"That's the most disappointing thing for me...is that everyone who doubted us, fans, media, yous, you know, yous got your way.

"We couldn't deliver what I thought we could deliver. That's what burns, that's what probably hurts the most, we have, we've let down our country."

Shaun Johnson cut a dispirited figure talking to reporters following New Zealand's shock Rugby League World Cup quarter-final loss against Fiji and his comments rung a bell of pain but also misunderstanding.

Captain Adam Blair had tears in his eyes in the post-match press conference. It's clear how much representing New Zealand means to him. The loss will have cut to his bone.

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But what has become clear in the aftermath is that Johnson, Blair and coach David Kidwell have misunderstood what their fans want from them.

They could have the best culture in the world but without the results it means nothing.

Supporters, despite what Johnson, Kidwell and Blair think, want the Kiwis to win. Nothing less.

Maybe the Kiwis are after an apology from the fans. Something like this perhaps:

To whom it may concern,
We know the last few weeks have been rough for you. And we hear your calls for us to be more supportive, we really do, so we thought we'd take a bit of time to pen an apology to you.
We wanted you to lose. There, we said it. We love seeing our national teams fail on the world stage. Remember when the All Blacks lost in the 2007 Rugby World Cup quarter-finals? Damn near threw them a parade out of sheer joy.
We know it's our fault you didn't get past the quarter-finals. There shouldn't have been any expectation from us for you to make the final of the Rugby League World Cup in the first place.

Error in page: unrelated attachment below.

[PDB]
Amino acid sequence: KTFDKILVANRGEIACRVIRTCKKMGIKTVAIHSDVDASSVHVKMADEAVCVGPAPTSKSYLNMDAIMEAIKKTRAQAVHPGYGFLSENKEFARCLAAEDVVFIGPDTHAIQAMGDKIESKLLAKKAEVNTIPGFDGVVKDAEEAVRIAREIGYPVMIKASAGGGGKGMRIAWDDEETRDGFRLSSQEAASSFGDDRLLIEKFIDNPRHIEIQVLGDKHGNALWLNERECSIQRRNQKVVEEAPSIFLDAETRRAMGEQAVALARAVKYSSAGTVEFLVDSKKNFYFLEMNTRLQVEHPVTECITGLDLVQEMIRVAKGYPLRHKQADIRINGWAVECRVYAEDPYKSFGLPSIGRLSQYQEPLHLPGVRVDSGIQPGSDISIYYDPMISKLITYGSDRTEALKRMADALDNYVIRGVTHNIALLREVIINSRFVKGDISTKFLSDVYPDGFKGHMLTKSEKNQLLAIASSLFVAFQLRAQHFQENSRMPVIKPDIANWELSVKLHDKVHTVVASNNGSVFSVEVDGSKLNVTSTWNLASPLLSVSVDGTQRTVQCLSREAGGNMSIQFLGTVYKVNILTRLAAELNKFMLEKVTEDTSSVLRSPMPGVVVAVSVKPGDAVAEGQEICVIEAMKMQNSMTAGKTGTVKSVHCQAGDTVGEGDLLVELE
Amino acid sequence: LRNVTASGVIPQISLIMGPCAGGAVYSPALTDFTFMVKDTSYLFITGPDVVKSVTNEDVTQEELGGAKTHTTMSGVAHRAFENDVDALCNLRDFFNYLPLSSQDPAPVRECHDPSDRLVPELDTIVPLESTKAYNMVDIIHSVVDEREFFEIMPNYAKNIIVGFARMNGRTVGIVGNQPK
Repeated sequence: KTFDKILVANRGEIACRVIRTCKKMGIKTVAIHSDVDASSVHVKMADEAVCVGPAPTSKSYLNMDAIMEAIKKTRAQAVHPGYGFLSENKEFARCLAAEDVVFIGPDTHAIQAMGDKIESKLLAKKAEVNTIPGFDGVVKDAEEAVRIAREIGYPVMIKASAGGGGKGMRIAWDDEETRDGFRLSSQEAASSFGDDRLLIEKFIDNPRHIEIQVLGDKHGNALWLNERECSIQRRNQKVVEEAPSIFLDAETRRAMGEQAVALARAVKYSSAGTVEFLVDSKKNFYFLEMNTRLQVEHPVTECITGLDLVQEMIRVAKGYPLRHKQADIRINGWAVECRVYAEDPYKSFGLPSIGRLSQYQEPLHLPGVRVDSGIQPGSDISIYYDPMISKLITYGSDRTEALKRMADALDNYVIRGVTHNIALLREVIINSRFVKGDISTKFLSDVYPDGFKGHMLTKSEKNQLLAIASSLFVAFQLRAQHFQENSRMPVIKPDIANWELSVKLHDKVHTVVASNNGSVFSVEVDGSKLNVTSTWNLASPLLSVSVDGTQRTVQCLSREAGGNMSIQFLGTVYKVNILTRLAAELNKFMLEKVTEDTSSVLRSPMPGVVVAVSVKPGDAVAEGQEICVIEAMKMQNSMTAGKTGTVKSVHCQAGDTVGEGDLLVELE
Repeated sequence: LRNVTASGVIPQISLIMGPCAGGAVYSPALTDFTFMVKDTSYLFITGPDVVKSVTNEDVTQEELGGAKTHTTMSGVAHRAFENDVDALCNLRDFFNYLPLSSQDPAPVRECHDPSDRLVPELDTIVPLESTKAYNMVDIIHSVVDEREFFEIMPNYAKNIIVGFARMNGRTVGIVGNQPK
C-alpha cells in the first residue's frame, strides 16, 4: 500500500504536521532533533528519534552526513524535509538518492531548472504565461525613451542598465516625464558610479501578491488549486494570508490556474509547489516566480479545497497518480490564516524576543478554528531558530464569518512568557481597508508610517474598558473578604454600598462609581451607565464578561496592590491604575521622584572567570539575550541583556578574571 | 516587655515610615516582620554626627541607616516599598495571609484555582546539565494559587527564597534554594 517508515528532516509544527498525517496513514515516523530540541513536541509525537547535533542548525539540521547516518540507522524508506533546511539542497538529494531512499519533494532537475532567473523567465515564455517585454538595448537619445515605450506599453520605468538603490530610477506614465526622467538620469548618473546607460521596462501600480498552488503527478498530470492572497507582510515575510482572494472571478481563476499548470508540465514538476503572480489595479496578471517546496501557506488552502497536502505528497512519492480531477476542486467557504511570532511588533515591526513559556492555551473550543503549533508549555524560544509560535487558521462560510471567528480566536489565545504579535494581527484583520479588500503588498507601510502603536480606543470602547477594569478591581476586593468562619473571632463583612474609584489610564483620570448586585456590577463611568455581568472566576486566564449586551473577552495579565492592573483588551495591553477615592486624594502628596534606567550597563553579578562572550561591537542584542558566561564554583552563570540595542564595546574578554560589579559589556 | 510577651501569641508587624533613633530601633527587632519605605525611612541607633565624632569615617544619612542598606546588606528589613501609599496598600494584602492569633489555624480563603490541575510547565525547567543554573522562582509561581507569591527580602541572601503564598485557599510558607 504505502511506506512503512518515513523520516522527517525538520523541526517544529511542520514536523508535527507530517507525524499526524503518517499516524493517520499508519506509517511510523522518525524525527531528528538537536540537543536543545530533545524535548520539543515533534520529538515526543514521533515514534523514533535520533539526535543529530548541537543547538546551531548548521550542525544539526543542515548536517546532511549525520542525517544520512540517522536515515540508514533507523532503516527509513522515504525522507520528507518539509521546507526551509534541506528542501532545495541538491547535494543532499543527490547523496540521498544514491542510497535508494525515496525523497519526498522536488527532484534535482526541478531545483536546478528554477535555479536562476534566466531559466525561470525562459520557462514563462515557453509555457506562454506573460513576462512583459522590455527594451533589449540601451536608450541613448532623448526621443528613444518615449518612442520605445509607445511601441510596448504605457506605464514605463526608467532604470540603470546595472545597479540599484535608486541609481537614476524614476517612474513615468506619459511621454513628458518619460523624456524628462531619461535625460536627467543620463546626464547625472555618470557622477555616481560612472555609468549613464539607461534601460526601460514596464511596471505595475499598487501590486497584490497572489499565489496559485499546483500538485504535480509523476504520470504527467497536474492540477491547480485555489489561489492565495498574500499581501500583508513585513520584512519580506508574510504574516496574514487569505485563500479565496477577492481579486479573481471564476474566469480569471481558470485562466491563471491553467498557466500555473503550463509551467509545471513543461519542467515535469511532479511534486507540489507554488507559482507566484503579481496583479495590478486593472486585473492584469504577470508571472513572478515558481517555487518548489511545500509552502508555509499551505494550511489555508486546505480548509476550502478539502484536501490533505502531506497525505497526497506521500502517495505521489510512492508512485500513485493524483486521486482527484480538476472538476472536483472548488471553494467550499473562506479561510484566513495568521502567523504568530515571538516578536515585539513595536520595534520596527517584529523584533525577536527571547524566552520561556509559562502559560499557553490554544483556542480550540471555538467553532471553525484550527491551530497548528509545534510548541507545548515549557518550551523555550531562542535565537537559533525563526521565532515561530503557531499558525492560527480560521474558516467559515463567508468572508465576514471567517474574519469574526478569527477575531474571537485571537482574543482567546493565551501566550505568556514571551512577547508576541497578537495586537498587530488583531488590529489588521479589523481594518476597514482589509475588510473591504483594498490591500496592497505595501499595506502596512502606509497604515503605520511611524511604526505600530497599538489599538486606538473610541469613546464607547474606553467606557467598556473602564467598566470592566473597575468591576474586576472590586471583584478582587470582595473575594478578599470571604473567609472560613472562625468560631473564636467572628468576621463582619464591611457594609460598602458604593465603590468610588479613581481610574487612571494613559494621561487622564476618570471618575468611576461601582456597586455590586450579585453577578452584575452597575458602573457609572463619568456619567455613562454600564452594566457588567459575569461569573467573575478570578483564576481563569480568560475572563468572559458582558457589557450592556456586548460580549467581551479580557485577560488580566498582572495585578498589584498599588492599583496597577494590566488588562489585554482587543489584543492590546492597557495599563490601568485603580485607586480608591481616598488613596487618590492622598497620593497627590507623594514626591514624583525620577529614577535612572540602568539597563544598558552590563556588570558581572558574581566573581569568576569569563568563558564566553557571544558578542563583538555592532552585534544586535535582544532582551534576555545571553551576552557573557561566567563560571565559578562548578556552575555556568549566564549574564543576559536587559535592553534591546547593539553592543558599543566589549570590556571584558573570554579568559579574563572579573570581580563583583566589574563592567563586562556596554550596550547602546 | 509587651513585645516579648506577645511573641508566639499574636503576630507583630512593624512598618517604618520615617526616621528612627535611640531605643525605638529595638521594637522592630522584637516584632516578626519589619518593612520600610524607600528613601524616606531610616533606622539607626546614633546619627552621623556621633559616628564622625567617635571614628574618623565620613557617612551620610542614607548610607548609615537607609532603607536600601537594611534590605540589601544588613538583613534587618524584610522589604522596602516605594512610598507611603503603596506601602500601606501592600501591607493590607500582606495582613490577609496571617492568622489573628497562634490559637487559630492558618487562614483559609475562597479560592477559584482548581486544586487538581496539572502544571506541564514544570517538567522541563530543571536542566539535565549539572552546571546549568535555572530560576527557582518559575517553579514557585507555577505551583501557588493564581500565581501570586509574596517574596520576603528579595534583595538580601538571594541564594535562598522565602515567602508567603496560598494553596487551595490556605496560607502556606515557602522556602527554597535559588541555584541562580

You did tell us you were coming for the crown but we never should have held you to that standard.
Not only did we expect you to at least make the final, we demanded it. Maybe it's a New Zealand thing where we expect nothing but the best from a team capable of doing so.
We forget the culture is the most important thing, this unified front of guys who wanted to represent the Kiwis the right way.
It's just, from an outside perspective, we expect that unification to be shown on the field when the going gets tough.
All we wanted to see was a team that knuckled down and battled for hard yards in the pack. Maybe that was too much to ask of professionals.
The Pacific fans, and Tonga in particular, showed more passion than we did. There's no doubting that. We should have had that level of exuberance to match the passion you guys had.
We know if we had a bit more passion, we could have made you better tactically. You obviously needed supporters yelling at you from the stands to get you to not kick on the third, get any sort of go-forward and show some attacking nous.
But alas, we didn't. It's our fault. Next time we won't hold you to any standard. We'll be content with a dismal quarter-final performance.
And we'll cop it on the chin, just like you guys clearly have.
Our deepest apologies,
Your faithful supporters.

Of course, this letter will never arrive at NZRL headquarters.

New Zealand supporters never want their teams to lose, no real fan does. Losing is acceptable but blaming your supporters for a lacklustre effort rather than looking in the mirror is shameful.

People want to support the Kiwis but when the coach, captain and star player hit out at fans, it almost makes you want to defect to a Pacific team.